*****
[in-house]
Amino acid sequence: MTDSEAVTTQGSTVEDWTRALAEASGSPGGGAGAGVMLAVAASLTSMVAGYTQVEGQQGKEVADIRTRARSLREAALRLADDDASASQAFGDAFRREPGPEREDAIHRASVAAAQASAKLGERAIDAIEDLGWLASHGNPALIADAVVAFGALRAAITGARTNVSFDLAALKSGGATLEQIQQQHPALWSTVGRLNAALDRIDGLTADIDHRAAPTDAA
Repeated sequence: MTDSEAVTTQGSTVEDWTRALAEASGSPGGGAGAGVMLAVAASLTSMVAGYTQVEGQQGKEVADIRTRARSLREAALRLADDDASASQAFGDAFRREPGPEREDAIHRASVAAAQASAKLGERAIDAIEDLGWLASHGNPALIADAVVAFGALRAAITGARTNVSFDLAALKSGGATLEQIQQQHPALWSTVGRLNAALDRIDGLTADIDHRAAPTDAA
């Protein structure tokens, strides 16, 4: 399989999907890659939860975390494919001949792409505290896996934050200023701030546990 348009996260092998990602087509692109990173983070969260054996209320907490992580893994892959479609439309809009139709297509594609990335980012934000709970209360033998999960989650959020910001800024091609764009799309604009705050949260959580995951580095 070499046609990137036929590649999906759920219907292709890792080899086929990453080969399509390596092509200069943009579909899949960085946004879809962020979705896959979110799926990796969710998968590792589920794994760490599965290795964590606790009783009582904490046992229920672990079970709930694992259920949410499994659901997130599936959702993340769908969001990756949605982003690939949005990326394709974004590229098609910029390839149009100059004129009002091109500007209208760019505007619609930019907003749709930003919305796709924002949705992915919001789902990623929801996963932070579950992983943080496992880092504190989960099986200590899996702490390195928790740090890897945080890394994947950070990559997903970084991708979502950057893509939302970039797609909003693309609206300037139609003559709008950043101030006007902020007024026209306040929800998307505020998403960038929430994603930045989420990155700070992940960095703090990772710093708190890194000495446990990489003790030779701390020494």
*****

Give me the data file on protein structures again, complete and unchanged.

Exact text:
[in-house]
Amino acid sequence: MTDSEAVTTQGSTVEDWTRALAEASGSPGGGAGAGVMLAVAASLTSMVAGYTQVEGQQGKEVADIRTRARSLREAALRLADDDASASQAFGDAFRREPGPEREDAIHRASVAAAQASAKLGERAIDAIEDLGWLASHGNPALIADAVVAFGALRAAITGARTNVSFDLAALKSGGATLEQIQQQHPALWSTVGRLNAALDRIDGLTADIDHRAAPTDAA
Repeated sequence: MTDSEAVTTQGSTVEDWTRALAEASGSPGGGAGAGVMLAVAASLTSMVAGYTQVEGQQGKEVADIRTRARSLREAALRLADDDASASQAFGDAFRREPGPEREDAIHRASVAAAQASAKLGERAIDAIEDLGWLASHGNPALIADAVVAFGALRAAITGARTNVSFDLAALKSGGATLEQIQQQHPALWSTVGRLNAALDRIDGLTADIDHRAAPTDAA
């Protein structure tokens, strides 16, 4: 399989999907890659939860975390494919001949792409505290896996934050200023701030546990 348009996260092998990602087509692109990173983070969260054996209320907490992580893994892959479609439309809009139709297509594609990335980012934000709970209360033998999960989650959020910001800024091609764009799309604009705050949260959580995951580095 070499046609990137036929590649999906759920219907292709890792080899086929990453080969399509390596092509200069943009579909899949960085946004879809962020979705896959979110799926990796969710998968590792589920794994760490599965290795964590606790009783009582904490046992229920672990079970709930694992259920949410499994659901997130599936959702993340769908969001990756949605982003690939949005990326394709974004590229098609910029390839149009100059004129009002091109500007209208760019505007619609930019907003749709930003919305796709924002949705992915919001789902990623929801996963932070579950992983943080496992880092504190989960099986200590899996702490390195928790740090890897945080890394994947950070990559997903970084991708979502950057893509939302970039797609909003693309609206300037139609003559709008950043101030006007902020007024026209306040929800998307505020998403960038929430994603930045989420990155700070992940960095703090990772710093708190890194000495446990990489003790030779701390020494």